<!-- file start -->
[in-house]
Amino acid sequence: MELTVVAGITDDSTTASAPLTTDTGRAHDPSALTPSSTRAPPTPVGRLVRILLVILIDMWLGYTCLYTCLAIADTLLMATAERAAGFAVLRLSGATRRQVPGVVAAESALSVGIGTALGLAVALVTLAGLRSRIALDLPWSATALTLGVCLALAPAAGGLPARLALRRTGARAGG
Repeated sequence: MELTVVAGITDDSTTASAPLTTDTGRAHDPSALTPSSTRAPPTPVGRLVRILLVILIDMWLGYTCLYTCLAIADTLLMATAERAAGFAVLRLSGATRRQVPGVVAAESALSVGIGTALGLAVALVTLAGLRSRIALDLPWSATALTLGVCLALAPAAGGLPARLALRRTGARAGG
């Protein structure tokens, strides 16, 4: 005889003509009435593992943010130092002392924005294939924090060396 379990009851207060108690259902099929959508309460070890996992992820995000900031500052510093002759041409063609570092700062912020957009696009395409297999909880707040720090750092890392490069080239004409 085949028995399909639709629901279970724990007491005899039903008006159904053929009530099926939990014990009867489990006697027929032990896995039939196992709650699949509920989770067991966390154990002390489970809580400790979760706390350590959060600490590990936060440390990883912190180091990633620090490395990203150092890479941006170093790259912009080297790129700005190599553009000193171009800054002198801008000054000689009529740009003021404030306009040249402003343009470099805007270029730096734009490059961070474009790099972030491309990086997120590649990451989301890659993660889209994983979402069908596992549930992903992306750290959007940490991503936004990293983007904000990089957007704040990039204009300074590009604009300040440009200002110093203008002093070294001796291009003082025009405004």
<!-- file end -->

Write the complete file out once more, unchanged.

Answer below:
[in-house]
Amino acid sequence: MELTVVAGITDDSTTASAPLTTDTGRAHDPSALTPSSTRAPPTPVGRLVRILLVILIDMWLGYTCLYTCLAIADTLLMATAERAAGFAVLRLSGATRRQVPGVVAAESALSVGIGTALGLAVALVTLAGLRSRIALDLPWSATALTLGVCLALAPAAGGLPARLALRRTGARAGG
Repeated sequence: MELTVVAGITDDSTTASAPLTTDTGRAHDPSALTPSSTRAPPTPVGRLVRILLVILIDMWLGYTCLYTCLAIADTLLMATAERAAGFAVLRLSGATRRQVPGVVAAESALSVGIGTALGLAVALVTLAGLRSRIALDLPWSATALTLGVCLALAPAAGGLPARLALRRTGARAGG
């Protein structure tokens, strides 16, 4: 005889003509009435593992943010130092002392924005294939924090060396 379990009851207060108690259902099929959508309460070890996992992820995000900031500052510093002759041409063609570092700062912020957009696009395409297999909880707040720090750092890392490069080239004409 085949028995399909639709629901279970724990007491005899039903008006159904053929009530099926939990014990009867489990006697027929032990896995039939196992709650699949509920989770067991966390154990002390489970809580400790979760706390350590959060600490590990936060440390990883912190180091990633620090490395990203150092890479941006170093790259912009080297790129700005190599553009000193171009800054002198801008000054000689009529740009003021404030306009040249402003343009470099805007270029730096734009490059961070474009790099972030491309990086997120590649990451989301890659993660889209994983979402069908596992549930992903992306750290959007940490991503936004990293983007904000990089957007704040990039204009300074590009604009300040440009200002110093203008002093070294001796291009003082025009405004």